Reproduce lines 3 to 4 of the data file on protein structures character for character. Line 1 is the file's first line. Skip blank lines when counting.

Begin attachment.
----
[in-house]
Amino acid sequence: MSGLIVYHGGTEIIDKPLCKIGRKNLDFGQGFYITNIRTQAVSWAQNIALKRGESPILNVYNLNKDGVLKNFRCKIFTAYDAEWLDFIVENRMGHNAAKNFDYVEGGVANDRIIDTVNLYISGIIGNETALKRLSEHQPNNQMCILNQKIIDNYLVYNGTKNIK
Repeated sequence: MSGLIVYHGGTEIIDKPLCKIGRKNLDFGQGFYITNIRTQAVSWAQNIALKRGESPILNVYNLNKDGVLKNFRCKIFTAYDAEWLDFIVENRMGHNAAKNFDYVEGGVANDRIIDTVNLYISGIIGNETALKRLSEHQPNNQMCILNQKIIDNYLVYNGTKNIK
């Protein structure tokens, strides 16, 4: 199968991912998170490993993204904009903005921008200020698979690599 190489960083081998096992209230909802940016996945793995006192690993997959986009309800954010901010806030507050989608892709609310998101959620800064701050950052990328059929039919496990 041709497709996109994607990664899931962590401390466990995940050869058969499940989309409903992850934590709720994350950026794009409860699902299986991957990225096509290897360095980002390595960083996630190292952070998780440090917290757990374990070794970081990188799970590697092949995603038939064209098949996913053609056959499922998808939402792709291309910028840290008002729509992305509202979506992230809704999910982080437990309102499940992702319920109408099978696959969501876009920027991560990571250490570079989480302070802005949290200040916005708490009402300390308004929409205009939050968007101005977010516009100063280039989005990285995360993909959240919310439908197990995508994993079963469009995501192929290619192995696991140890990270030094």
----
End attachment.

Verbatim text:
Repeated sequence: MSGLIVYHGGTEIIDKPLCKIGRKNLDFGQGFYITNIRTQAVSWAQNIALKRGESPILNVYNLNKDGVLKNFRCKIFTAYDAEWLDFIVENRMGHNAAKNFDYVEGGVANDRIIDTVNLYISGIIGNETALKRLSEHQPNNQMCILNQKIIDNYLVYNGTKNIK
């Protein structure tokens, strides 16, 4: 199968991912998170490993993204904009903005921008200020698979690599 190489960083081998096992209230909802940016996945793995006192690993997959986009309800954010901010806030507050989608892709609310998101959620800064701050950052990328059929039919496990 041709497709996109994607990664899931962590401390466990995940050869058969499940989309409903992850934590709720994350950026794009409860699902299986991957990225096509290897360095980002390595960083996630190292952070998780440090917290757990374990070794970081990188799970590697092949995603038939064209098949996913053609056959499922998808939402792709291309910028840290008002729509992305509202979506992230809704999910982080437990309102499940992702319920109408099978696959969501876009920027991560990571250490570079989480302070802005949290200040916005708490009402300390308004929409205009939050968007101005977010516009100063280039989005990285995360993909959240919310439908197990995508994993079963469009995501192929290619192995696991140890990270030094």